Thursday 18 June 2009

Digital Britain: Newspaper Society response

The Newspaper Society, whose plea for a relaxation of the merger regime for regional newspapers was rejected, has given its response to the Digital Britain Report and OFT recommendations.
The NS says it "is discussing the recommendations and their implications for regional and local media companies with the Government and relevant bodies including the OFT, Ofcom and the Audit Commission."
It claims: "The importance of strong local and regional news came through in the report and ministerial presentations, with Culture Secretary Ben Bradshaw describing it as “essential for the health and vibrancy of our democracy.”
The NS says the main recommendations affecting the regional and local media sector are:

Regional and Local Newspaper Mergers: OFT has concluded that the existing merger regime is suitably flexible to respond to changing market conditions and no legislative change is needed but that OFT will amend its guidance by the end of the summer to ensure that it asks Ofcom to provide a Local Media Assessment in cases raising competition issues.

Local Council Publications: The OFT and Digital Britain reports noted the adverse impact on local newspapers of the increasing role of local authorities in taking paid advertising to support local authority information sheets, saying that such publications will inevitably not be as rigorous in holding local institutions to account as independent local media. The Government has called on the Audit Commission to undertake an inquiry into the practice (to be completed by the end of the summer).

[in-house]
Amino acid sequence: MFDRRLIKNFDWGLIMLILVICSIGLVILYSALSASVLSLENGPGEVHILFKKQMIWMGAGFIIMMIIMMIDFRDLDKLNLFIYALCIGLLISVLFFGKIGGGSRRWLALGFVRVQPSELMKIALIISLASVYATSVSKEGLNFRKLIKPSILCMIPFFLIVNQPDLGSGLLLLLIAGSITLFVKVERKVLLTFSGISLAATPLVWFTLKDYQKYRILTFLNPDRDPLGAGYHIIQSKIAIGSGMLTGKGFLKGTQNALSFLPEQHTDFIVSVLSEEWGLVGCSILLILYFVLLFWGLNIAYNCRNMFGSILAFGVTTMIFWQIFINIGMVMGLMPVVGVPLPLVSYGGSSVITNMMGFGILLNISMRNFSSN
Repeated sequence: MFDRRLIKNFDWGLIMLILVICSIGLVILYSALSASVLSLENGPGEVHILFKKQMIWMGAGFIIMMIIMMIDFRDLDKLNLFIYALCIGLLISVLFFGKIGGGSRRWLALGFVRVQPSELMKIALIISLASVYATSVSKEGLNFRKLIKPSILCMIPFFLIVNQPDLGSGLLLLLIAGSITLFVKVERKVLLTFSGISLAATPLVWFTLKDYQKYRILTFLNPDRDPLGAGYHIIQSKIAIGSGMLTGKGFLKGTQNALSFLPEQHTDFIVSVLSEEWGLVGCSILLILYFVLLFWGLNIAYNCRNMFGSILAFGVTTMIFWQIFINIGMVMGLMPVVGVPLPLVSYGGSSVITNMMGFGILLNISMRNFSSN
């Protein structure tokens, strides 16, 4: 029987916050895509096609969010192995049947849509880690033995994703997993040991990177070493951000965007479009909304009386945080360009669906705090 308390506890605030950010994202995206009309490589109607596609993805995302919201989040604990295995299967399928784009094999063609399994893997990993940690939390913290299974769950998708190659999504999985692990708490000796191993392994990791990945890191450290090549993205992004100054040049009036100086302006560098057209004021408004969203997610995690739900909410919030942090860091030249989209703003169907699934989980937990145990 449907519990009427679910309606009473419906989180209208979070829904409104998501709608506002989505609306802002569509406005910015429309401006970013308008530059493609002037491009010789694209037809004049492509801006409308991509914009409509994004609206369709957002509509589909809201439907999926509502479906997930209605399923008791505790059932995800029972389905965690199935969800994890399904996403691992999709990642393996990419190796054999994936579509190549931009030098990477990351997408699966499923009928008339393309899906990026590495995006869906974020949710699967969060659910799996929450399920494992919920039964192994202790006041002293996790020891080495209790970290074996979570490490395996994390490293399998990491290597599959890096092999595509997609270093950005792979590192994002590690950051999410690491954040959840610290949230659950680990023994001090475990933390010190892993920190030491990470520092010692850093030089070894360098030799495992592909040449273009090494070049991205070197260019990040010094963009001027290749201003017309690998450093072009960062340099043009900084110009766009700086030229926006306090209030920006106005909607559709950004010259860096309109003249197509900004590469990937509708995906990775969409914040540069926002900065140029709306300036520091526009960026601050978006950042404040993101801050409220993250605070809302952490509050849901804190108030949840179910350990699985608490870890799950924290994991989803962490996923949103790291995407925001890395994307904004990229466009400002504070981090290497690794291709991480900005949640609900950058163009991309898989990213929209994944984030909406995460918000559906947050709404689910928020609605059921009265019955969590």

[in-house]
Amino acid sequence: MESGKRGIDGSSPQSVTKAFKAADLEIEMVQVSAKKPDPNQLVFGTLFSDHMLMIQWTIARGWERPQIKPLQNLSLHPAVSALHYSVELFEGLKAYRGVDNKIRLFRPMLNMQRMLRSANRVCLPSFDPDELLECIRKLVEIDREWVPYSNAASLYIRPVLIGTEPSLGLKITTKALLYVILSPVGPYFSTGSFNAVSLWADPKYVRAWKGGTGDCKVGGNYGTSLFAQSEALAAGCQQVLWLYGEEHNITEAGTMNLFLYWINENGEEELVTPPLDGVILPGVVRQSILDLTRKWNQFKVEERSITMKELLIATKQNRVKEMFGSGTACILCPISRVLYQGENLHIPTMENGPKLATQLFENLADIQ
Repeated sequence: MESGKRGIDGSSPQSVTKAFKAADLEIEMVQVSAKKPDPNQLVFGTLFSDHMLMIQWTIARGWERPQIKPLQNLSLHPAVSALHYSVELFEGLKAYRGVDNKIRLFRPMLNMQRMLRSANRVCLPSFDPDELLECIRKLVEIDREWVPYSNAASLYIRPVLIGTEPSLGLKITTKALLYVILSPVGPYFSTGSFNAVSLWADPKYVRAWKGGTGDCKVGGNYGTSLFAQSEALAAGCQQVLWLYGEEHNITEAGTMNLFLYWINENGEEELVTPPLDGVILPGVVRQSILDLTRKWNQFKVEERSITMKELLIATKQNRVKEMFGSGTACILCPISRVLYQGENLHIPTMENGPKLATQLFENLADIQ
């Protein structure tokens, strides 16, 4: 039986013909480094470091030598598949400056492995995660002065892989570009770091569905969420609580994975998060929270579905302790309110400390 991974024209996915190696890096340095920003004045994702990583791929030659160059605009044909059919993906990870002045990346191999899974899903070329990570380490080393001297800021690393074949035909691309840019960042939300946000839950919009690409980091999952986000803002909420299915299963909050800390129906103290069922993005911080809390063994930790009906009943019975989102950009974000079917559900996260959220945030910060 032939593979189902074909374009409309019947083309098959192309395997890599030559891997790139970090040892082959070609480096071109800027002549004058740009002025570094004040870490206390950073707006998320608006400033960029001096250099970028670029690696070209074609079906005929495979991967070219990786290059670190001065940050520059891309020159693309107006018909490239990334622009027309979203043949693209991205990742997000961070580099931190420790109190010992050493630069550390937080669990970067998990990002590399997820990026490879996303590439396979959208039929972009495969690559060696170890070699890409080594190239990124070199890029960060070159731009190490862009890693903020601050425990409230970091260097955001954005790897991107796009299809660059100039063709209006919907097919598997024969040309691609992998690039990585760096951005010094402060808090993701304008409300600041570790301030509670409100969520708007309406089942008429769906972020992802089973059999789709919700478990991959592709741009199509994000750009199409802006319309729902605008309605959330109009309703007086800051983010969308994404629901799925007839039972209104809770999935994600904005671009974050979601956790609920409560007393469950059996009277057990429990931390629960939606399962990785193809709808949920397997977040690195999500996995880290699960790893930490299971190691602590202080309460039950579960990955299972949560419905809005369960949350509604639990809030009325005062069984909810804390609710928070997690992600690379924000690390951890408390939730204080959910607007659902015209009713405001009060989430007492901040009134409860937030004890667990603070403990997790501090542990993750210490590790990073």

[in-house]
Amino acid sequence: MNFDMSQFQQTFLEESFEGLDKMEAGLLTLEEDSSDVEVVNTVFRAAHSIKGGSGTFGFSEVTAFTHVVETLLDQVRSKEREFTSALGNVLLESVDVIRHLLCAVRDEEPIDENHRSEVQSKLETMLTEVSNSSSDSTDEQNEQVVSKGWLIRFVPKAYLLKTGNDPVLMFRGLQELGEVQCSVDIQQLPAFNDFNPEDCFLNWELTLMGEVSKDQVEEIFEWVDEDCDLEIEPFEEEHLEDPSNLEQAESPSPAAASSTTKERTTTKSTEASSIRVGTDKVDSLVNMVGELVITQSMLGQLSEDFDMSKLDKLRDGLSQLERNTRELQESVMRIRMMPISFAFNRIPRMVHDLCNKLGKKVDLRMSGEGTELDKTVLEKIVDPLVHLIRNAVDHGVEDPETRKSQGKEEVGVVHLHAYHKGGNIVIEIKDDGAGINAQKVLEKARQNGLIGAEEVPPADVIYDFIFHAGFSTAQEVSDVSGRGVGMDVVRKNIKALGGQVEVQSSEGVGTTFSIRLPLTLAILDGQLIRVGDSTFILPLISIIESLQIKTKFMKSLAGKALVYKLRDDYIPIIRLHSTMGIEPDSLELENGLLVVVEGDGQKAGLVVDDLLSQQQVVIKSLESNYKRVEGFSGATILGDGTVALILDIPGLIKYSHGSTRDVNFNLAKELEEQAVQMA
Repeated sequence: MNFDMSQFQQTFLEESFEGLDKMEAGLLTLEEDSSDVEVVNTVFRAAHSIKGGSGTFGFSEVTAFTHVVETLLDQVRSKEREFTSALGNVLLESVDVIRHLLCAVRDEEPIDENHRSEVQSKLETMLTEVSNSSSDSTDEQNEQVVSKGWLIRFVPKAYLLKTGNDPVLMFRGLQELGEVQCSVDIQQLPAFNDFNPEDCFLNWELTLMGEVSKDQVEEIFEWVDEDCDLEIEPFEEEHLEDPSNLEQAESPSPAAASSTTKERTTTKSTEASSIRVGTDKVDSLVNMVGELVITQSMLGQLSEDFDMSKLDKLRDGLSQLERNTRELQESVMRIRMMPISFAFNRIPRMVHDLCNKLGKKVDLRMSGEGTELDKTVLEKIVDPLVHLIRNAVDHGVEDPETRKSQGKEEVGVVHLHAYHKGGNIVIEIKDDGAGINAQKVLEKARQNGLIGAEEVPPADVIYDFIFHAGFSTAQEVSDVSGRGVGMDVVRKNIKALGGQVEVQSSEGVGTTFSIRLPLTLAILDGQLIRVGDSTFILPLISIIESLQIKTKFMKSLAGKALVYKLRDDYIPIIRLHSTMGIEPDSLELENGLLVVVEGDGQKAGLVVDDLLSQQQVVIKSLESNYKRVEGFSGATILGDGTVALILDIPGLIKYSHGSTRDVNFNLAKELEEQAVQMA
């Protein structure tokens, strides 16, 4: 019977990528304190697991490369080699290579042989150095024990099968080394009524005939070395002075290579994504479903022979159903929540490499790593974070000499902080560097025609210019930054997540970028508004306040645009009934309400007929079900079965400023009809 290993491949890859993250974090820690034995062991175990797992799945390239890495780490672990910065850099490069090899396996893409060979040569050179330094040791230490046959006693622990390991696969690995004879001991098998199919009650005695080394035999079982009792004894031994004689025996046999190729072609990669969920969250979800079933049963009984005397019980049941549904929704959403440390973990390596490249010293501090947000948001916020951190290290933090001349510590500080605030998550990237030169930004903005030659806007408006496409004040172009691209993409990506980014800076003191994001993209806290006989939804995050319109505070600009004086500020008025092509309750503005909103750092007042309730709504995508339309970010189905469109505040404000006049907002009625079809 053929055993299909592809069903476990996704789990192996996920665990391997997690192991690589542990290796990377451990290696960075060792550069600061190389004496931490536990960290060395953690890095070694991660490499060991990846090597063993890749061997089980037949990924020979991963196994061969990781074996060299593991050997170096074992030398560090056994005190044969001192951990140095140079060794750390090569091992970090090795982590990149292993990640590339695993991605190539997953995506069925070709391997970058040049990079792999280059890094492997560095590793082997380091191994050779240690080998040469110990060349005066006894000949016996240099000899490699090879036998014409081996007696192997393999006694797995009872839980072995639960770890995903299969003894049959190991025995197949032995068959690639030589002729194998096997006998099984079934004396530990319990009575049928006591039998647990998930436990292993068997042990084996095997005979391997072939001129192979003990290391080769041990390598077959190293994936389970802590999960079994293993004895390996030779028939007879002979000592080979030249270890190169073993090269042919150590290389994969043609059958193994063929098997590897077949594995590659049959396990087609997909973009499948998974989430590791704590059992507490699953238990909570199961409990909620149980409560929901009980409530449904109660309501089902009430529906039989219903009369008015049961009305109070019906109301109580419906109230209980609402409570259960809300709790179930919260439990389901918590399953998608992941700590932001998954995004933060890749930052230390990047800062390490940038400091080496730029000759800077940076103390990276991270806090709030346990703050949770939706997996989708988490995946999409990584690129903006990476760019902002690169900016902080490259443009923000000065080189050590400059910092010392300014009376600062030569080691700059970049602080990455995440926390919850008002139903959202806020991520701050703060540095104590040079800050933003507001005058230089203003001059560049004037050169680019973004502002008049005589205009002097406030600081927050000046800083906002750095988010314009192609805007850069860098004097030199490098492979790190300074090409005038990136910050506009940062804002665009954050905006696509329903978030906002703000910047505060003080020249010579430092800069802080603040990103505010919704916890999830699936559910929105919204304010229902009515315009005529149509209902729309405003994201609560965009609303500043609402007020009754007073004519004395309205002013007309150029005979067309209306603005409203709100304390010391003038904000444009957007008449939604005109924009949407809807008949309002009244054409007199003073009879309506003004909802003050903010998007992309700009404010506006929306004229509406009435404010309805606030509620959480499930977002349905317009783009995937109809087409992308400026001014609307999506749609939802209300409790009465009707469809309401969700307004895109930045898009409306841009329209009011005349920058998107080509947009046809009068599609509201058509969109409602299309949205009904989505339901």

Public Service Content: To help address challenges facing commercially-provided news across all media – TV, radio, newspapers and online - the Government will consult openly on the option of a Contained Contestable Element of the Television Licence Fee carrying forward the current ring-fenced element for Digital Switchover (c.3.5% of the Licence Fee) after 2013, for the clearly defined purpose of funding news.

Pilots of Independently Funded News Consortia to be conducted in Scotland, Wales, and one English region to help secure a regional and local stream of multimedia and broadcast news. Similar arrangements will be discussed by the UK and Channel Islands governments. IFNCs could include existing TV news providers, newspaper groups or other newsgathering agencies.

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